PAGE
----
4) Plastic Free, Zero Waste

While these are two causes I feel very strongly about my commitment to them towards the end of 2015 has wavered. While I’m proud that our attempts at a zero waste holiday were fairly successful I have continued to fail at refusing plastic straws. Knowing that these items don’t decompose and seeing the terrible damage they do to marine life this is something I must try harder at in 2016. I realise that there are many plastic-free/waste-free habits I have acquired over the past couple of years that have become so automatic I don’t even think about them (using cloth bags, using my onya grocery bags for loose veg, taking reusable drinks bottle with me), but there are many more that I can adopt for 2016.

waste free festival kit

I’m sure if I think about it, there are many more ‘failures’ from 2015 from which I could learn. However if I could take two things with me into 2016 it would be to 1) continue to live small and accept what I have, and 2) to continue to strive to reduce my impact on the planet. Maybe these are New Year’s resolutions after all…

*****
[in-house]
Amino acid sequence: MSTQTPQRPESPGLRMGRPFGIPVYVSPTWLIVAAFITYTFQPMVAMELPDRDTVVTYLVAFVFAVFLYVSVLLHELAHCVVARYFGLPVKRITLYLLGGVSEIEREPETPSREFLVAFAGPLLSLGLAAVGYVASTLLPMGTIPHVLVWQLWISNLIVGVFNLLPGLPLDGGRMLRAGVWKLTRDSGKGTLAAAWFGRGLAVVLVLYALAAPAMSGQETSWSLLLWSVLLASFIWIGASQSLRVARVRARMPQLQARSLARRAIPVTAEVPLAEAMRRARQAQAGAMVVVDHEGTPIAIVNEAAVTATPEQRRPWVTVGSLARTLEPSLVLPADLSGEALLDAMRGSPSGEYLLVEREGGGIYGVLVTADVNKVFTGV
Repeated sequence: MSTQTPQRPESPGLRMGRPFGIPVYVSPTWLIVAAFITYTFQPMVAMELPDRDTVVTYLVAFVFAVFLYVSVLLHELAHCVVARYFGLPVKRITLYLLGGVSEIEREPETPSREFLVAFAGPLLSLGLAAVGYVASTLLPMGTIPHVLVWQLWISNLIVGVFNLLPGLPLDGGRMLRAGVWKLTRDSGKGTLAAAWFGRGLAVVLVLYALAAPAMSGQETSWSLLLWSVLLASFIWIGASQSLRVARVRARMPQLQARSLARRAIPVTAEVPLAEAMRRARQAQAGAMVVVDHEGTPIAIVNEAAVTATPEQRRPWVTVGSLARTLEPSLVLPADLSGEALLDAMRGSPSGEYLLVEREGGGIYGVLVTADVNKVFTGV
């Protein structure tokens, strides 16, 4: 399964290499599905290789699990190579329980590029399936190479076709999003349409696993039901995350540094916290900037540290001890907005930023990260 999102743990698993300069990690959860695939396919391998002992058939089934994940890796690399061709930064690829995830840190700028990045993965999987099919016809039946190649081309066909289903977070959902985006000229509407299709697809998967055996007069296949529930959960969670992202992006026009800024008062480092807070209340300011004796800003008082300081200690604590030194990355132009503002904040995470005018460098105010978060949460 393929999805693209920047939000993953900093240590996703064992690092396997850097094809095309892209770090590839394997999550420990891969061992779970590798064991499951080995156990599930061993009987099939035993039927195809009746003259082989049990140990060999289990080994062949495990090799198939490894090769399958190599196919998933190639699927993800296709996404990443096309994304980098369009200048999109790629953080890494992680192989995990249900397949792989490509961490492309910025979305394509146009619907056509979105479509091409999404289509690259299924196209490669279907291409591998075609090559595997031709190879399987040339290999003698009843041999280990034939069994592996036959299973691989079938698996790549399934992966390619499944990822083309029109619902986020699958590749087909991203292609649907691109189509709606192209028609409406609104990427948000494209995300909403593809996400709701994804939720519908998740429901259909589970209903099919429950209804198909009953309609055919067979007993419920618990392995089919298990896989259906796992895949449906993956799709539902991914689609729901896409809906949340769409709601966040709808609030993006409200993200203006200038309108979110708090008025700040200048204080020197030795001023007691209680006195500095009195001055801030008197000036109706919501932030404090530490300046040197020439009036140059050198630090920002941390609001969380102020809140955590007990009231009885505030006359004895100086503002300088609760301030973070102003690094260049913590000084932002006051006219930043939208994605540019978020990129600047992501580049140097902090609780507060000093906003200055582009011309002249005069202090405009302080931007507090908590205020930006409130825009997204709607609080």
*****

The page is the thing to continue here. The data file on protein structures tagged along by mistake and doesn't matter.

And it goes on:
8 thoughts on “2015: Learning from “failures”

  1. Very thoughtful and thought-provoking.

    We went through the whole ‘lets move somewhere bigger’ thing some years ago when our sons were in their teenage years and we had them and their girlfriends with us much of the time. Fortunately we didn’t find anywhere, and a sensible friend pointed out that this was just a brief period and the boys would be soon in a few short years. Sure enough they were, and in the meantime we acquired a wooden garden room to give us more space to work from home, and learnt to adjust to 6 adults being in the house instead of 2 adults and 2 young children. Like you, we put a lot more effort into making our house more of a place we wanted to be, and fell back in love with it.